The same mistake cannot be made twice with the Epstein case

Jeffrey Epstein is once again facing charges. This time, he needs to be held to the same standard as everyone else. SPECIAL TO THE ORACLE

Jeffrey Epstein is known as a well-connected hedge-fund manager with ties to some of the most powerful people in the world. 

He is also a registered sex offender. 

That title comes from charges and a trial in 2008 that resulted in one of the most direct examples of how affluence can allow someone, even a serial sex offender like Epstein, to essentially get off the hook. 

Investigators claimed that Epstein sexually abused upwards of 30 girls in the age range of 13-16 years old at his Palm Beach mansion around the time of the new millennium. The FBI probe also includes information about how Epstein organized a pyramid scheme-type structure to encourage his existing victims to recruit others of similar ages and schedule his “appointments.”

Though a life sentence was surely on the line, then South Florida U.S. Attorney Alex Acosta agreed to not pursue federal charges against Epstein if he plead guilty to state charges. Those resulted in an 18-month sentence, of which Epstein only served 13, and he was allowed to leave almost daily for work. 

Epstein, who had homes all over the world including on his own private island near St. Thomas, is once again facing similar charges. He was once again arrested last weekend on charges of human trafficking, which involves many cases revolving around minor girls. He is pleading not guilty. 

The egregious mishandling of Epstein’s previous case sent a message that the rich and powerful can get away with seemingly anything. These new charges need to send the opposite message one that no matter your status or wealth, you will be held to the same lawful and moral standard as everyone else. 

Epstein hardly travels alone. In fact, he has built a network of some of the most powerful names in the nation, and even, the world. Names like Victoria’s Secret Founder Leslie Wexner, a number of people with Rothschild blood, and even Presidents Bill Clinton and Donald Trump.  

It is apparent that the Clinton camp is trying to distance the former president from all things Epstein. 

A Clinton spokesperson released a statement Monday night which noted, in part, that Clinton was only on Epstein’s private plane four times for “work of the Clinton Foundation.” 

“President Clinton knows nothing about the terrible crimes Jeffrey Epstein pleaded guilty to in Florida some years ago or those with which he has been recently charged in New York,” the statement read.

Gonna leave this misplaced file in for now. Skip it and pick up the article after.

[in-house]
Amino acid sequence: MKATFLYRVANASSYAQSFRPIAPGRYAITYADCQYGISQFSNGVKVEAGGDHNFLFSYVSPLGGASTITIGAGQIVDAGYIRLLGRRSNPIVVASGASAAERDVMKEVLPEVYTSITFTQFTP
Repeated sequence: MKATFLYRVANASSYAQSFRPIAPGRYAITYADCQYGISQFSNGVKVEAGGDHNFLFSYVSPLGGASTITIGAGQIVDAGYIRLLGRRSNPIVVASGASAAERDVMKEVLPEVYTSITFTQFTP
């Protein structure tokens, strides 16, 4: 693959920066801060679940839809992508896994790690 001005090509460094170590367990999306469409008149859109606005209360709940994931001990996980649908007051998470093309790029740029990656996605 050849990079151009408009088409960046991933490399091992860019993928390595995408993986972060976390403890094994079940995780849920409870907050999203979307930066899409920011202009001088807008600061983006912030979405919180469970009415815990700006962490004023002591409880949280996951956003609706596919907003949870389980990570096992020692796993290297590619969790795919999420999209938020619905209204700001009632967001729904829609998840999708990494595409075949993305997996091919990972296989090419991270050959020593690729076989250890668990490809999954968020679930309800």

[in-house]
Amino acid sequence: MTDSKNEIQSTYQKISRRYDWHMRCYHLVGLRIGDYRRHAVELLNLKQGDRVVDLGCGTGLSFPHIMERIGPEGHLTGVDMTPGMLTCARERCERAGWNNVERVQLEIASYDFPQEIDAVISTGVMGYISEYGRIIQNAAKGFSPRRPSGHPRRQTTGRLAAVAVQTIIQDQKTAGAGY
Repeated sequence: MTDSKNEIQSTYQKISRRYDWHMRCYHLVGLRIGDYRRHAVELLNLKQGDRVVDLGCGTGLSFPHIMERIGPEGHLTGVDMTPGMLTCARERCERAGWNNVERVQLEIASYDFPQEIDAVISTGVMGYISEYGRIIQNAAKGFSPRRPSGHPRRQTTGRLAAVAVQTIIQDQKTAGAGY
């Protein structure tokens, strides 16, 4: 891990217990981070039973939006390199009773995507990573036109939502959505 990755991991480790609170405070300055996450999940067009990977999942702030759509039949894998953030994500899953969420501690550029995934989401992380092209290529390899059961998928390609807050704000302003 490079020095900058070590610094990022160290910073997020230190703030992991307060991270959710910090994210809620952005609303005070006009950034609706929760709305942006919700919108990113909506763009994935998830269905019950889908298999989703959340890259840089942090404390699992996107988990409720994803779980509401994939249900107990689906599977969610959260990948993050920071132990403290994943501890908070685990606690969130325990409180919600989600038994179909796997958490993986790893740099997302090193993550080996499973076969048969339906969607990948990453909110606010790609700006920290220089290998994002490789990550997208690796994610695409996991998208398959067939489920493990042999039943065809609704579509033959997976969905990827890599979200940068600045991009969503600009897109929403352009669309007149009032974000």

However, experts on the case such as investigative journalist and author of “Trafficking” Conchita Sarnoff disagree. 

She was among the first to reveal the allegations against Epstein and said on a Fox News segment Monday night that she has seen a multitude of pilot records that place Clinton on the plane 27 times. 

Media outlets like the Daily Beast have reported similar numbers and have placed Clinton aboard Epstein’s plane — the Lolita Express — 26 times, both with and without his Secret Service detail. 

Lolita is either an absurd coincidence or direct reference to the 1955 novel of the same name that tells the story of a sex-crazed, middle-aged man being obsessed with a 12-year-old girl and forcing her into a physical and emotional relationship. 

By his own admission, Trump has close ties to Epstein as well. 

“I’ve known Jeff for fifteen years. Terrific guy,” Trump said in a 2002 interview with New York magazine. “He’s a lot of fun to be with. It is even said that he likes beautiful women as much as I do, and many of them are on the younger side. No doubt about it — Jeffrey enjoys his social life.”

Though, Tuesday morning, spokesperson for Trump, Kellyanne Conway, said the president has not spoken with Epstein in over a decade.

Regardless of political lines, it is clear that multimillionaires like Epstein and others have a long history of seemingly getting away with a number of crimes — even human trafficking. The investigators and prosecutors involved in the current Epstein case must do their best to ensure that he and all others tied to him with irrefutable evidence are prosecuted to the furthest extent of the law.

It is 2019. In the #MeToo era, Epstein and those like him have no place in any position of power or influence and a message must be sent that this behavior will not be tolerated.